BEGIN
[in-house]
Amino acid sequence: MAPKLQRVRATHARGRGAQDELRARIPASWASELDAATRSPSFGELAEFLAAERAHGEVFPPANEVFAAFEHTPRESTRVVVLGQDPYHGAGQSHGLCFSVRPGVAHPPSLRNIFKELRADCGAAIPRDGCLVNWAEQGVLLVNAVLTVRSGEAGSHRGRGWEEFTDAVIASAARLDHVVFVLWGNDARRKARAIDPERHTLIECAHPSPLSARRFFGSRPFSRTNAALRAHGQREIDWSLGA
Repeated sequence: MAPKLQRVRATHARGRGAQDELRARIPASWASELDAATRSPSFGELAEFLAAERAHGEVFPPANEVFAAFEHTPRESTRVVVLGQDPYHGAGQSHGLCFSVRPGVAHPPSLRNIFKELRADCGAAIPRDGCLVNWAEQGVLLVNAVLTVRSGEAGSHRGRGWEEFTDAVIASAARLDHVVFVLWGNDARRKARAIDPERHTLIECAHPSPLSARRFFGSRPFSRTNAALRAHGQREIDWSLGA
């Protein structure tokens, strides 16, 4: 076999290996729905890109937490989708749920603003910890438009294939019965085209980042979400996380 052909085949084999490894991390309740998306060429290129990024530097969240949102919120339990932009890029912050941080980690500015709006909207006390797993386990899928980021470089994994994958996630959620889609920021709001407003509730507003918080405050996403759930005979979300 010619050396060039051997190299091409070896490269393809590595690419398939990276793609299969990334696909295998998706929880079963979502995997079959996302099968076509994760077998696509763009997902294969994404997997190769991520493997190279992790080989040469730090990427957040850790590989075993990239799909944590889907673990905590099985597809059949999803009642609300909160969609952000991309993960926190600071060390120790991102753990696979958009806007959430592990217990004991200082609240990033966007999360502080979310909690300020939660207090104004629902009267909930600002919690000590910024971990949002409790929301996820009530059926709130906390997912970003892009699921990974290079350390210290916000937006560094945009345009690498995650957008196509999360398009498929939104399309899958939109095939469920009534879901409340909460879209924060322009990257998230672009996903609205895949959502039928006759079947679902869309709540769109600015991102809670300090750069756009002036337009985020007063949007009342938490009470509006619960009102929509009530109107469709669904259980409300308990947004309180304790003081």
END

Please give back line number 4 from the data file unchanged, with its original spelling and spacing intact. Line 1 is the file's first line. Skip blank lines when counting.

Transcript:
């Protein structure tokens, strides 16, 4: 076999290996729905890109937490989708749920603003910890438009294939019965085209980042979400996380 052909085949084999490894991390309740998306060429290129990024530097969240949102919120339990932009890029912050941080980690500015709006909207006390797993386990899928980021470089994994994958996630959620889609920021709001407003509730507003918080405050996403759930005979979300 010619050396060039051997190299091409070896490269393809590595690419398939990276793609299969990334696909295998998706929880079963979502995997079959996302099968076509994760077998696509763009997902294969994404997997190769991520493997190279992790080989040469730090990427957040850790590989075993990239799909944590889907673990905590099985597809059949999803009642609300909160969609952000991309993960926190600071060390120790991102753990696979958009806007959430592990217990004991200082609240990033966007999360502080979310909690300020939660207090104004629902009267909930600002919690000590910024971990949002409790929301996820009530059926709130906390997912970003892009699921990974290079350390210290916000937006560094945009345009690498995650957008196509999360398009498929939104399309899958939109095939469920009534879901409340909460879209924060322009990257998230672009996903609205895949959502039928006759079947679902869309709540769109600015991102809670300090750069756009002036337009985020007063949007009342938490009470509006619960009102929509009530109107469709669904259980409300308990947004309180304790003081």